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Even math majors often need a refresher before going into a finance program. This book combines probability, statistics, linear algebra, and multivariable calculus with a view toward finance. In the previous chapter we considered Poisson random variables, for instance the number of earthquakes that occur in two years.
In mathematics , even functions and odd functions are functions which satisfy particular symmetry relations, with respect to taking additive inverses. They are important in many areas of mathematical analysis , especially the theory of power series and Fourier series. Evenness and oddness are generally considered for real functions , that is real-valued functions of a real variable. However, the concepts may be more generally defined for functions whose domain and codomain both have a notion of additive inverse. This includes abelian groups , all rings , all fields , and all vector spaces.
Mathematical functions play an important role in the GAMS language, especially for nonlinear models. Like other programming languages, GAMS provides a number of built-in or intrinsic functions. GAMS is used in an extremely diverse set of application areas and this creates frequent requests for the addition of new and often sophisticated and specialized functions.
There is a trade-off between satisfying these requests and avoiding complexity not needed by most users. However, these external libraries can currently only provide functionality for the evaluation of functions incl. Solvers that need to analyze the algebraic structure of the model instance are therefore not able to work with extrinsic functions. This includes the class of deterministic global solvers, see column "Global" in this table , while, for example, stochastic global solvers can work with extrinsic functions.
In this chapter we will demonstrate how to access functions from an extrinsic function library in a GAMS model and we will describe the extrinsic function libraries that are included in the GAMS distribution. In addition, we will provide some pointers for users who wish to build their own extrinsic function library. Here InternalLibName is a handle that will be used to refer to the library inside the model source code, ExternalLibName is the file name of the shared library that implements the extrinsic functions.
To access a library that does not reside in these standard places, the external name should include a relative or absolute path to the location of the library. GAMS will then search for the specified library using the mechanisms specific to the host operating system. Before the individual functions may be used, they have to be declared in the following way:.
The user may choose this internal name freely and thus avoid potential naming conflicts. Once functions have been declared in this way they may be used like intrinsic functions. Note that in the first line the external trigonometric library tricclib is activated and the internal name myLib is specified for it.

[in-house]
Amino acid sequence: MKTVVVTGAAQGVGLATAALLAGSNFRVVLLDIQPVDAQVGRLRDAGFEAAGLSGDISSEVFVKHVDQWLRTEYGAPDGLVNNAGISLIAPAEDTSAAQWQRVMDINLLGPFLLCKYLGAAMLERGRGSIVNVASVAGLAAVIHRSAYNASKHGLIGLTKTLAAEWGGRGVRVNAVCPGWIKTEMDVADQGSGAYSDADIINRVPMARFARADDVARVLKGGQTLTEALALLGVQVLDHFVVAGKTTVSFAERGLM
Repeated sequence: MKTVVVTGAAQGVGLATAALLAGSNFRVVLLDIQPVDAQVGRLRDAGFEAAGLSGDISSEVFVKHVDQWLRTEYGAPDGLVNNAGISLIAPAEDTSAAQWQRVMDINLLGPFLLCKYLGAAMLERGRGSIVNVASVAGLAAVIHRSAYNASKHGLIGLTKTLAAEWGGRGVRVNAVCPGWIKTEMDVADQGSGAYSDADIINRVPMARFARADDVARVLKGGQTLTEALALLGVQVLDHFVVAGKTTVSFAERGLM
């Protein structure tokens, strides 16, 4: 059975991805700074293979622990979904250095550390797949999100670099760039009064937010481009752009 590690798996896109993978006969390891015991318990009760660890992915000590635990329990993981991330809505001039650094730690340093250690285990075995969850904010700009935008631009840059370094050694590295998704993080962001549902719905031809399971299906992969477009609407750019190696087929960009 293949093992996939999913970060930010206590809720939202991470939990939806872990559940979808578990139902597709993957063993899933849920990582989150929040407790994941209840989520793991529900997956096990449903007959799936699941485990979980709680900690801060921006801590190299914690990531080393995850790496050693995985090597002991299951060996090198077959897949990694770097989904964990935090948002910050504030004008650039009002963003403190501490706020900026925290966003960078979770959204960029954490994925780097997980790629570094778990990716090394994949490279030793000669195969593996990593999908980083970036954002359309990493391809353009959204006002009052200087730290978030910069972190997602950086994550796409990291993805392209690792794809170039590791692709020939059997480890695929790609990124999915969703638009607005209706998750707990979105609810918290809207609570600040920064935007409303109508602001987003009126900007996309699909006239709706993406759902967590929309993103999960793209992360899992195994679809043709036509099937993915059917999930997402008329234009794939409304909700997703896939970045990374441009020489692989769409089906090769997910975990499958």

Then the functions are declared. Observe that Cosine , Sine and Pi are functions in the trigonometric library. After the library has been loaded and the functions have been declared, the functions may be used as usual. The trigonometric library is discussed in section Example: Trigonometric Library below. In the tables that follow, the "Endogenous Classification" last column specifies in which models the function may legally appear.
Note well that functions classified as any are only permitted with exogenous constant arguments. A word on the notation in the tables below: for function arguments, lower case indicates that an endogenous variable is allowed. For details on endogenous variables, see section Functions in Equation Definitions. Upper case function arguments indicate that a constant is required. Arguments in square brackets may be omitted: the default values used in such cases are specified in the function description provided.
Note that the supporting points to which the function will be fit need to be stored in a three-dimensional parameter, fitdata , in a GDX file fit. The first dimension is a function index, the second dimension is the index of the supporting point and the third dimension takes one of the following four values: "w" weight , "x" x-value , "y" y-value or "z" z-value.
It provides the following functions:. The function FitParam may be used to change certain parameters that are used for the evaluation. The following values are defined:. The Piecewise Polynomial Library may be used to evaluate piecewise polynomial functions. Note that the functions that are to be evaluated need to be defined and stored in a GDX file. The following code snippet serves as illustration:. Here FuncInd sets a function index and SegInd defines the index of the segment or interval which is described.
Further, LeftBound gives the lower bound of the segment. The upper bound will be taken from the lower bound on the following segment, or set to infinity in case it is the last segment. Finally, CoefX defines the X -th degree coefficient of the polynomial corresponding to this segment.
It provides the following function:. The Stochastic Library provides random deviates, probability density functions, cumulative density functions and inverse cumulative density functions for certain continuous and discrete distributions.